I now have every expectation that within a few days the UK will lose its AAA credit rating. I never thought it was actually a big deal as proved by the fact that when France was downgraded and bond yields fell. But Slasher Osborne set it up as something he should be judged against and so we should all do that.

This was all so avoidable, and entirely predictable. Our incompetent, part-time Chancellor and his advisers should be removed from office and put out to pasture. Ed Balls was right.

I am very angry that this visitation of evil spirits had to be foisted on the British people. We deserve better. This really is time for the biggest U-turn in history - that's what failure brings. I really have no sympathy for the fools – Cameron, Osborne and Clegg especially – who talked the economy down by claiming it was bankrupt and falsely comparing the UK to Greece.

No more excuses.

 

"Slasher" Osborne has been proved wrong yet again. Photograph: Getty Images

David Blanchflower is economics editor of the New Statesman and professor of economics at Dartmouth College, New Hampshire

Photo: Getty
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Who will win the Copeland by-election?

Labour face a tricky task in holding onto the seat. 

What’s the Copeland by-election about? That’s the question that will decide who wins it.

The Conservatives want it to be about the nuclear industry, which is the seat’s biggest employer, and Jeremy Corbyn’s long history of opposition to nuclear power.

Labour want it to be about the difficulties of the NHS in Cumbria in general and the future of West Cumberland Hospital in particular.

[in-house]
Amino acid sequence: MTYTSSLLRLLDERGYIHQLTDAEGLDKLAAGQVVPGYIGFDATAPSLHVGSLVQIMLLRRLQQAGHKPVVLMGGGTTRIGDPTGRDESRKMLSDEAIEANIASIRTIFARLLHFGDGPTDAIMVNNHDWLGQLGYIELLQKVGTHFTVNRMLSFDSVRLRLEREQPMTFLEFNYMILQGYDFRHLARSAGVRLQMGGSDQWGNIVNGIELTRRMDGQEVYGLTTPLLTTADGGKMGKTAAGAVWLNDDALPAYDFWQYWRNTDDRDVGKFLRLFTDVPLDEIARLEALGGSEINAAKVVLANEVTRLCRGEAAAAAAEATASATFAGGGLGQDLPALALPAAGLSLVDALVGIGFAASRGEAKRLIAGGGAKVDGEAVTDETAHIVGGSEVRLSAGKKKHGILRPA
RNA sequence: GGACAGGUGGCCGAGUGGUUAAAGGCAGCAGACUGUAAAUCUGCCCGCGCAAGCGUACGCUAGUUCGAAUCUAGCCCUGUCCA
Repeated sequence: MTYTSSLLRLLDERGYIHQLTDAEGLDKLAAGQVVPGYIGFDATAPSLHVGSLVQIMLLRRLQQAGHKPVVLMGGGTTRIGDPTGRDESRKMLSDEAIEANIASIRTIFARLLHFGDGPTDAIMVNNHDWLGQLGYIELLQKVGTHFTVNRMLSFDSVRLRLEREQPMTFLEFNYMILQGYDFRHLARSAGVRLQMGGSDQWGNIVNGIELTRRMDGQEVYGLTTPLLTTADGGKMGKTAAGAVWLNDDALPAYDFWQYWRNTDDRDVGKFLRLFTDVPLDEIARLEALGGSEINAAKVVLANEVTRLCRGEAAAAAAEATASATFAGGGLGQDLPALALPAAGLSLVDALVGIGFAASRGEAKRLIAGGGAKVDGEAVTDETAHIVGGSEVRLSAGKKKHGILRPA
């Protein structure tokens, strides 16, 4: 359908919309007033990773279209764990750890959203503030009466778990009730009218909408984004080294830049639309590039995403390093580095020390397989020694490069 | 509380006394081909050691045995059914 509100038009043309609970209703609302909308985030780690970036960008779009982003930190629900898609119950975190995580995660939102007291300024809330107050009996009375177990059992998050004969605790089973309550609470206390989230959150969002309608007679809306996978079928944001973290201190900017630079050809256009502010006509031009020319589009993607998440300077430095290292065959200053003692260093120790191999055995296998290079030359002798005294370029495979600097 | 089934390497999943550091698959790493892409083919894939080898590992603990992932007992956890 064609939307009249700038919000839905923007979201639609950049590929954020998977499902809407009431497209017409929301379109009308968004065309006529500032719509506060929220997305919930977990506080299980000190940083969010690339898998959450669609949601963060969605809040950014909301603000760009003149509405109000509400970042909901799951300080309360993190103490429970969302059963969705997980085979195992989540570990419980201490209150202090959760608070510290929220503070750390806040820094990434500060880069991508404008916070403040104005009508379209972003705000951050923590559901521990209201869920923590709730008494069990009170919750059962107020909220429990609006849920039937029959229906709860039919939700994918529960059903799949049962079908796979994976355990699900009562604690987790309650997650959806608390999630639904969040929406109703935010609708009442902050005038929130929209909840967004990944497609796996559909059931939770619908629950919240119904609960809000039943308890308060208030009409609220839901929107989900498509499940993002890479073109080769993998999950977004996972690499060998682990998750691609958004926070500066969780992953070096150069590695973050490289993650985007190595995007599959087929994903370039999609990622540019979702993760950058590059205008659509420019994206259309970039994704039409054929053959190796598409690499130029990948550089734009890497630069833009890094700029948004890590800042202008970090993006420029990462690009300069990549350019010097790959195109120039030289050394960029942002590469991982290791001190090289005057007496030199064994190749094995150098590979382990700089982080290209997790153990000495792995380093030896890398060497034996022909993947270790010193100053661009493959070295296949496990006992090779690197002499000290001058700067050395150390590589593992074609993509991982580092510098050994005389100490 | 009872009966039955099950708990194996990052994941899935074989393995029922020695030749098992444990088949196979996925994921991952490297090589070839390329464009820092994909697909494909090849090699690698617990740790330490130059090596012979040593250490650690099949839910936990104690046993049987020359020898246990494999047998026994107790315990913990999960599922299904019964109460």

Who’s winning? Neither party is confident of victory but both sides think it will be close. That Theresa May has visited is a sign of the confidence in Conservative headquarters that, win or lose, Labour will not increase its majority from the six-point lead it held over the Conservatives in May 2015. (It’s always more instructive to talk about vote share rather than raw numbers, in by-elections in particular.)

But her visit may have been counterproductive. Yes, she is the most popular politician in Britain according to all the polls, but in visiting she has added fuel to the fire of Labour’s message that the Conservatives are keeping an anxious eye on the outcome.

Labour strategists feared that “the oxygen” would come out of the campaign if May used her visit to offer a guarantee about West Cumberland Hospital. Instead, she refused to answer, merely hyping up the issue further.

The party is nervous that opposition to Corbyn is going to supress turnout among their voters, but on the Conservative side, there is considerable irritation that May’s visit has made their task harder, too.

Voters know the difference between a by-election and a general election and my hunch is that people will get they can have a free hit on the health question without risking the future of the nuclear factory. That Corbyn has U-Turned on nuclear power only helps.

I said last week that if I knew what the local paper would look like between now and then I would be able to call the outcome. Today the West Cumbria News & Star leads with Downing Street’s refusal to answer questions about West Cumberland Hospital. All the signs favour Labour. 

Stephen Bush is special correspondent at the New Statesman. His daily briefing, Morning Call, provides a quick and essential guide to British politics.